Steve Marcus / File photo
Published Monday, May 10, 2010 | 12:53 p.m.
Updated Monday, May 10, 2010 | 4:55 p.m.
The federal tax credit designed to spur home sales appears to have ended on a whimper in Las Vegas and may foretell a downturn in the housing market in the coming months, analysts said.
The Greater Las Vegas Association of Realtors reported Monday that sales in April fell 7 percent compared to March and dropped nearly 8 percent compared to April 2009.
The drop off in the year-over-year sales is the first since March 2008. The decline was unexpected since April was the last month for buyers to sign contracts for new and existing homes.
Dennis Smith, president of Home Builders Research, who monitors the Southern Nevada housing market, said he believes the drop off in sales is a reflection of the declining amount of foreclosure properties in the market.
Those properties have lured both investors and first-time homebuyers who are looking for affordable homes, Smith said.
“You would think it would be strong with the tax credit in effect,” Smith said. “That’s just a reflection of the decline in inventory."
Neil Schwartz, a broker with Coldwell Banker Premier and member of the GLVAR board, said the Multiple Listing Service had only 1,600 foreclosed-upon properties available last week.
Of the 20,875 homes listed at the end of April, only 7,207 didn’t have offers, the GLVAR reported.
“It is a direct reflection of the inventory, and with the tax credit expiring, we are going to be slower,” Schwartz said.
The lack of foreclosure homes has prompted some first-time buyers to turn to new homes, which should bolster those sales numbers in April, Smith said.
Both investors and first-time buyers have turned to short sale properties in greater numbers, but those deals take time to complete, Smith said. Short sales are those instances in which banks allow the homeowner to sell the property for less than is owed on the mortgage.
The GLVAR reported 27 percent of the sales in April were short sales, up from 22 percent in February. Bank-owned homes in contrast made up 43 percent of the sales in April, down from 53 percent in February.
The decline in foreclosure inventory is the reason the median price of homes sold in April at $142,000 rose for the first time on a year-over-year basis since February 2007, Smith said in handicapping the GLVAR numbers.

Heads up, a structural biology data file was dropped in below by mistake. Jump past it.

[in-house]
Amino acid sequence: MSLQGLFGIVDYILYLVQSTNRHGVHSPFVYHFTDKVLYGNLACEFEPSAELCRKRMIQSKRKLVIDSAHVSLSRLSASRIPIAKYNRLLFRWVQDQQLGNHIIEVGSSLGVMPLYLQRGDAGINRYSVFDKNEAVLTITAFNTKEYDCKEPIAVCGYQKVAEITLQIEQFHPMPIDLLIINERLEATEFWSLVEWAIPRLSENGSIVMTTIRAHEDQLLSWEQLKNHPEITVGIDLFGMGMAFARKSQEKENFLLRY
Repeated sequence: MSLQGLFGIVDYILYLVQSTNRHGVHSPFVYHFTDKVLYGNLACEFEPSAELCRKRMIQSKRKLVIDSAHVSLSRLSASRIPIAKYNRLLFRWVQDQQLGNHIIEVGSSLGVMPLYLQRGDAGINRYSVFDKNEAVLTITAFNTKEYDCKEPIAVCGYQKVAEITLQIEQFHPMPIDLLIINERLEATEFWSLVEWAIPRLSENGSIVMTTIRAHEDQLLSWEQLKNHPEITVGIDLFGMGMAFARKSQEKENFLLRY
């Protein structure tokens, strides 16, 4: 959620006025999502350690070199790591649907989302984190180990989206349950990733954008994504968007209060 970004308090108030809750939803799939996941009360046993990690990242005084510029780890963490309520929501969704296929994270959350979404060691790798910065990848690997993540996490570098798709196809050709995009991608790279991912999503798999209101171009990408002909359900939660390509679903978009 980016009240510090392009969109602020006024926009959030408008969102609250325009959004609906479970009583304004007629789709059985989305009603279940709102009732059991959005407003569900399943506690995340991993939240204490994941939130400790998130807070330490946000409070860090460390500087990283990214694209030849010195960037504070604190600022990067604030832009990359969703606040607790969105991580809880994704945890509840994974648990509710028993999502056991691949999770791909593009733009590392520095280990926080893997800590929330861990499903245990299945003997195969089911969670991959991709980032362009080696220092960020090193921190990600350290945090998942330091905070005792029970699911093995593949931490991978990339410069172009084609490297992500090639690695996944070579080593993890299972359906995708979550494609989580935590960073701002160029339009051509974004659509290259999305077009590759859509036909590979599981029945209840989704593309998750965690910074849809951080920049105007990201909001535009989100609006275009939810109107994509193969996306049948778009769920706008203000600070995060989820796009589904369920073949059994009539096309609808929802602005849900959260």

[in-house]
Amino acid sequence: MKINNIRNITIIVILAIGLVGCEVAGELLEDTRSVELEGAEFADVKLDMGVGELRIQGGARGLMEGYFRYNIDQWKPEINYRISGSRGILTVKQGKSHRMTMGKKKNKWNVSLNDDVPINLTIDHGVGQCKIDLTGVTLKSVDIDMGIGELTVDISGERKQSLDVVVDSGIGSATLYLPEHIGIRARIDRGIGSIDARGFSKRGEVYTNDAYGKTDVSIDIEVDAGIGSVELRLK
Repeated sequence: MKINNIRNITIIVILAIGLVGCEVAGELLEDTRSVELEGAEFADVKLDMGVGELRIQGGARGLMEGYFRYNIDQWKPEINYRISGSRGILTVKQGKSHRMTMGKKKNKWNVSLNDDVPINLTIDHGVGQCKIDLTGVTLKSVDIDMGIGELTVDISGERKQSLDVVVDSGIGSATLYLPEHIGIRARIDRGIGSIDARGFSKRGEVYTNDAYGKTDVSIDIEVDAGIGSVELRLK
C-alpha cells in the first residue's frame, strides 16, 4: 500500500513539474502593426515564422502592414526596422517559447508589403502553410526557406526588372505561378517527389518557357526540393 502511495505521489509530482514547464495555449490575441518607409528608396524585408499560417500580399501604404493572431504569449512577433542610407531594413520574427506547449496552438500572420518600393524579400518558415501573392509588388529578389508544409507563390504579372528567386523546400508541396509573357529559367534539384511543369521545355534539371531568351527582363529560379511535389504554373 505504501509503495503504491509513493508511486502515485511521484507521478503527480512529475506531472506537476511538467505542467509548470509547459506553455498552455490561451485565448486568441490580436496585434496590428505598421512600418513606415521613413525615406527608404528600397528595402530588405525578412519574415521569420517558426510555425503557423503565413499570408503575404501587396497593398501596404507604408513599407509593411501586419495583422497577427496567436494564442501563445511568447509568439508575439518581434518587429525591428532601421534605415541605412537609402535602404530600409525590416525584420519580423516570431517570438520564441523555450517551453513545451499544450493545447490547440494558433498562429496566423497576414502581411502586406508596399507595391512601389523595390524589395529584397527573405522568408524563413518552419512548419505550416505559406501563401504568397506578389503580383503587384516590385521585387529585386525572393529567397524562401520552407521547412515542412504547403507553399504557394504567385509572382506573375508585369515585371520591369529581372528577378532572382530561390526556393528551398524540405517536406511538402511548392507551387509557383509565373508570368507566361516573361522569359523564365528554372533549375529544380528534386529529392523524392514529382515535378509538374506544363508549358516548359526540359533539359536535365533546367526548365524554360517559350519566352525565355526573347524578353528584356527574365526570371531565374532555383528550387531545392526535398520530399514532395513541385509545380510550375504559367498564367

That’s up 4.4 percent from $136,000 in March and 0.2 percent from $141,720 in April 2009, the GLVAR reported.
Foreclosures tend to pull down prices compared to homes sold by owners, Smith said.
GLVAR President Rick Shelton said he believes prices rose because the tax credit stirred demand before it expired. That’s good news for homeowners who want to see prices appreciate, he said.
In the condominium and town home market, the 787 sales were down 3.3 percent from March but up 8.3 percent in April 2009.
The median price of those units sold was $70,000, up 2.6 percent from March and up 8.5 percent from April 2009.
Of the 2,951 homes sold in April, nearly 52 percent were sold within 30 days. That’s above the nearly 44 percent mark in April 2009.
The percentage of homes purchased with cash was 43.3 percent in April, down from 43.8 percent in March.
The Wall Street Journal reported Monday that home builder Lennar is slashing its prices by more than 15 percent in some cases in its Las Vegas subdivisions.
The article questioned whether builders such as Lennar overbuilt, expecting a wave of sales from the $8,000 tax credit for first-time homebuyers that didn’t materialize. It also raised the point of whether home prices would decline further.
Smith questioned the premise of the article because new home sales have risen in Las Vegas. His numbers show 708 sales in March and 707 in April, up from 400 in February.
Smith said Lennar has an inventory of about 50 homes but that is more pertaining to the builder than market conditions. Other builders in Las Vegas such as KB Home and Richmond American have no remaining inventory and Richmond American has even raised prices.
Lennar tends to have a higher base price than other builders because it includes upgrades such as countertops or covered patios into it, Smith said. That may have kept some buyers from acquiring the homes, but Smith said if prices drop as reported, those homes will be sold within two weeks.